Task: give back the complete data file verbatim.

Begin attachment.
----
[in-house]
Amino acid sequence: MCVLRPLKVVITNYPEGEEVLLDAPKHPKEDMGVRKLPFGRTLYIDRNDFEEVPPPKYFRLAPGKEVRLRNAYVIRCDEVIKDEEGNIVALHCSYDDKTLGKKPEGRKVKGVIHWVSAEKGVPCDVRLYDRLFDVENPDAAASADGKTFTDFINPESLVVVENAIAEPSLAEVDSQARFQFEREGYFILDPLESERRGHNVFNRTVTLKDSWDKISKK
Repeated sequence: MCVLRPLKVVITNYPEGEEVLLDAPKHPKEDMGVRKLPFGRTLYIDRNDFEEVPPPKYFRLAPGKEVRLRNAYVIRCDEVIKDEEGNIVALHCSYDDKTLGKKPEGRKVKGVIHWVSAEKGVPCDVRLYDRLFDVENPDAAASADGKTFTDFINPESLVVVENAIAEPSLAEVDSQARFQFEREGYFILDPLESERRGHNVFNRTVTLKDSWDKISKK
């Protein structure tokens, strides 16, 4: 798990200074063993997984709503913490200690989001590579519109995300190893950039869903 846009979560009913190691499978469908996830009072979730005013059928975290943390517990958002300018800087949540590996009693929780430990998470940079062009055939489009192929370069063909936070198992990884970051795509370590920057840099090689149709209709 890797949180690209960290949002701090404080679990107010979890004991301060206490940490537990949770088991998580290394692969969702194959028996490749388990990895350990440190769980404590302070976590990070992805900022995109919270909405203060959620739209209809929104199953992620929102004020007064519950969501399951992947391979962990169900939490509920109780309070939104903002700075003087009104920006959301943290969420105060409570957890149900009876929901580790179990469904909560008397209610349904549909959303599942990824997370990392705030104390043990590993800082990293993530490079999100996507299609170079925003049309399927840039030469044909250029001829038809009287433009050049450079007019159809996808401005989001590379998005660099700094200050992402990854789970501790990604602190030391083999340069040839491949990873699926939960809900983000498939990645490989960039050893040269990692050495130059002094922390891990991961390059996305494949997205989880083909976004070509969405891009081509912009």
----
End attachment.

[in-house]
Amino acid sequence: MCVLRPLKVVITNYPEGEEVLLDAPKHPKEDMGVRKLPFGRTLYIDRNDFEEVPPPKYFRLAPGKEVRLRNAYVIRCDEVIKDEEGNIVALHCSYDDKTLGKKPEGRKVKGVIHWVSAEKGVPCDVRLYDRLFDVENPDAAASADGKTFTDFINPESLVVVENAIAEPSLAEVDSQARFQFEREGYFILDPLESERRGHNVFNRTVTLKDSWDKISKK
Repeated sequence: MCVLRPLKVVITNYPEGEEVLLDAPKHPKEDMGVRKLPFGRTLYIDRNDFEEVPPPKYFRLAPGKEVRLRNAYVIRCDEVIKDEEGNIVALHCSYDDKTLGKKPEGRKVKGVIHWVSAEKGVPCDVRLYDRLFDVENPDAAASADGKTFTDFINPESLVVVENAIAEPSLAEVDSQARFQFEREGYFILDPLESERRGHNVFNRTVTLKDSWDKISKK
């Protein structure tokens, strides 16, 4: 798990200074063993997984709503913490200690989001590579519109995300190893950039869903 846009979560009913190691499978469908996830009072979730005013059928975290943390517990958002300018800087949540590996009693929780430990998470940079062009055939489009192929370069063909936070198992990884970051795509370590920057840099090689149709209709 890797949180690209960290949002701090404080679990107010979890004991301060206490940490537990949770088991998580290394692969969702194959028996490749388990990895350990440190769980404590302070976590990070992805900022995109919270909405203060959620739209209809929104199953992620929102004020007064519950969501399951992947391979962990169900939490509920109780309070939104903002700075003087009104920006959301943290969420105060409570957890149900009876929901580790179990469904909560008397209610349904549909959303599942990824997370990392705030104390043990590993800082990293993530490079999100996507299609170079925003049309399927840039030469044909250029001829038809009287433009050049450079007019159809996808401005989001590379998005660099700094200050992402990854789970501790990604602190030391083999340069040839491949990873699926939960809900983000498939990645490989960039050893040269990692050495130059002094922390891990991961390059996305494949997205989880083909976004070509969405891009081509912009």